Sunday, May 9, 2010

Differing opinions: why we love, like, or hate 'art'

I was browsing a bookstore yesterday afternoon when I noticed a nice display near the checkouts for The Girl with the Dragon Tattoo on DVD. When I saw the Swedish film (in English translation) late last year, I honestly thought it was one of, if not, the best movies I saw on the big screen in 2009. Not necessarily my favourite movie to re-watch over and over again, but a top quality, well-written, well-acted, well-made film that was powerful, engrossing, and stuck with you long after the credits rolled.

Coming online today, I was contemplating re-posting my December 2009 review of the film, since it is now available on DVD, and this blog has more readers now than back then. In the course of doing some background research on the film and DVD, and looking for other people's reviews to link to as well in today's planned blog post, I came across a short review (with dozens of reader comments attached) from The Guardian that rekindled something I've been thinking about a lot in the past few months as I've reviewed various books, films, tv shows, and even the occasional restaurant - why we love, like, dislike or hate various things; and the startlingly diverse opinions people (honestly and fervently) hold about books and films in particular.

When I'm reviewing, I try to mix the objective and the subjective - taking a step back and looking at the intrinsic quality of the writing or filmmaking (whether I'm a fan of the storyline or content or not) - ie is the book well-written - as well as what I personally think about various aspects of what I'm reviewing (characters, storylines, themes etc). I get frustrated by what I consider 'lazy' reviewing - it's okay if a reviewer has a different opinion to me about a book or movie, but it annoys me if I think the reviewer has just skimmed things, not 'got it', or just 'mailed it in', so to speak. But in the end it's all opinion - even when we try to be more objective, we are doing so by coming at it from a specific background of our own experiences, biases and opinions about even such 'objective' things.

I've always been fascinated by letters to the editor and talkback radio (and now the modern equivalent, the comments sections beneath articles on newspaper websites etc), because it gives such insight into the wildly diverse opinions that people can hold about the very same thing.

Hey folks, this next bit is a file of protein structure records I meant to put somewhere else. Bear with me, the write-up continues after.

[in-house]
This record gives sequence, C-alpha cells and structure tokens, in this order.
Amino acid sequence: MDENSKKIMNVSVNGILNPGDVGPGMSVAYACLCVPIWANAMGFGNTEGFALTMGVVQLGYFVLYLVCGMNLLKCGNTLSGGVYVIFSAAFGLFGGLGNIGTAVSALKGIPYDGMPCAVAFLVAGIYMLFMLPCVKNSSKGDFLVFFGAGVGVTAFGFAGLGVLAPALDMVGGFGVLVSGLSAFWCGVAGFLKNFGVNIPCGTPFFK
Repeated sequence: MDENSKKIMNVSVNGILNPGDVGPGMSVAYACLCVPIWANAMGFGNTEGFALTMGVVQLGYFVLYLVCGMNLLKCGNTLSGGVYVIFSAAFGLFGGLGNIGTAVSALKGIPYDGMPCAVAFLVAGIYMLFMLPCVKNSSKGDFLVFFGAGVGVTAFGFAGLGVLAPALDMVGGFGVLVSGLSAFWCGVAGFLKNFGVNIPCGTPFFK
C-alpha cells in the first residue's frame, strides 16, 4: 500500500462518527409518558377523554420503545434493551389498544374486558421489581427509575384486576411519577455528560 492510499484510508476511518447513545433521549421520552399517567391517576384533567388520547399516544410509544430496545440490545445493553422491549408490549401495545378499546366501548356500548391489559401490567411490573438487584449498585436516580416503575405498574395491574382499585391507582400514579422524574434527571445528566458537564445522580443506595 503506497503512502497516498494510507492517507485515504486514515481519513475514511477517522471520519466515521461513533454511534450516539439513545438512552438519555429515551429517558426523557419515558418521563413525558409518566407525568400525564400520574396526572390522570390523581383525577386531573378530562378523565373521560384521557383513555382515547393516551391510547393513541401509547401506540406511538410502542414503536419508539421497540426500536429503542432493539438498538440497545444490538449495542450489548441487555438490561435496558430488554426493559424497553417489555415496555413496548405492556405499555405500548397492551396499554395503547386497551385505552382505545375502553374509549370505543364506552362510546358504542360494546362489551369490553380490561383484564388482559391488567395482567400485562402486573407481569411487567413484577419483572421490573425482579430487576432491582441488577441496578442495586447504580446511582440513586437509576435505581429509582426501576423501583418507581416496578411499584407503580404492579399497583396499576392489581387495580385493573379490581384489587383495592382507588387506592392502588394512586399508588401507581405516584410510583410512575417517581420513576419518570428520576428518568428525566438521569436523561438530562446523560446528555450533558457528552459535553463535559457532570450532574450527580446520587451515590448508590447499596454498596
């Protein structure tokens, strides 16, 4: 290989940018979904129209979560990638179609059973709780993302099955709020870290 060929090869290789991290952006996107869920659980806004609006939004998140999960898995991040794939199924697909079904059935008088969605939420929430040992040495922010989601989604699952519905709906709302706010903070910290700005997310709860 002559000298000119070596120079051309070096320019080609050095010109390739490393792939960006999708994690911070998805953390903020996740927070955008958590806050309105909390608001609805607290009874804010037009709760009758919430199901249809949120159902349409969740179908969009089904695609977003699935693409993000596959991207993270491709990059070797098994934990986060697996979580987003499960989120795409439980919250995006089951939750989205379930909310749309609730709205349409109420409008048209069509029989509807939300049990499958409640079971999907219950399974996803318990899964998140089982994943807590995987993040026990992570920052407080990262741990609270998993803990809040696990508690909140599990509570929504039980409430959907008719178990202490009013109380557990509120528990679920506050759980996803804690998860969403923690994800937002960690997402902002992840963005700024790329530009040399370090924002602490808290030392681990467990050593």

The dozens of comments following Peter Bradshaw's short review of The Girl with the Dragon Tattoo illustrate this beautifully. There are people who loved the film, or hated it. Ditto with Larsson's book(s) themselves. And the opinions (where reasons are given) are based on a variety of different things. Some seem 'crazy', but then again, hey, maybe my opinions (as based on rational and objective criteria as I try to make them) seem crazy to others as well.

Perhaps it's the sociology/psychology student in me, but I find this kind of thing fascinating - why do we love, like, dislike, or hate things? Are some opinions more credible, based on whether they use 'evidence' or 'reasoning', and why? Are reviews and critics becoming more or less important in our information-overload age (where the amount of information is increasing, but not necessarily the quality - but then, that's just my take on it)?

I'd love to hear/read your thoughts on this.

1 comment:

  1. Craig - You've raised an issue that I've thought about more than once, and that I find very interesting (and for an author, very important). What is it about a book or film that brings out strong and differing responses in people? Part of it, I think, is that we think different things are of value. So, when a book or movie includes something we value, we have a positive response. For instance, suppose we value intellectual challenge. Then, a book that offers the reader a particularly tough case with lots of twists is likely to be appealing. Suppose instead that we value inter-relationships and are especially aware of them. Then a book that focuses instead on, say, the effect on a relationship of a murder, is likely to be more appealing, all other things being equal. Of course, I'm sure there's more to it than that, and I'm not a psychologist myself. Still, it seems to me that our values play some sort of role...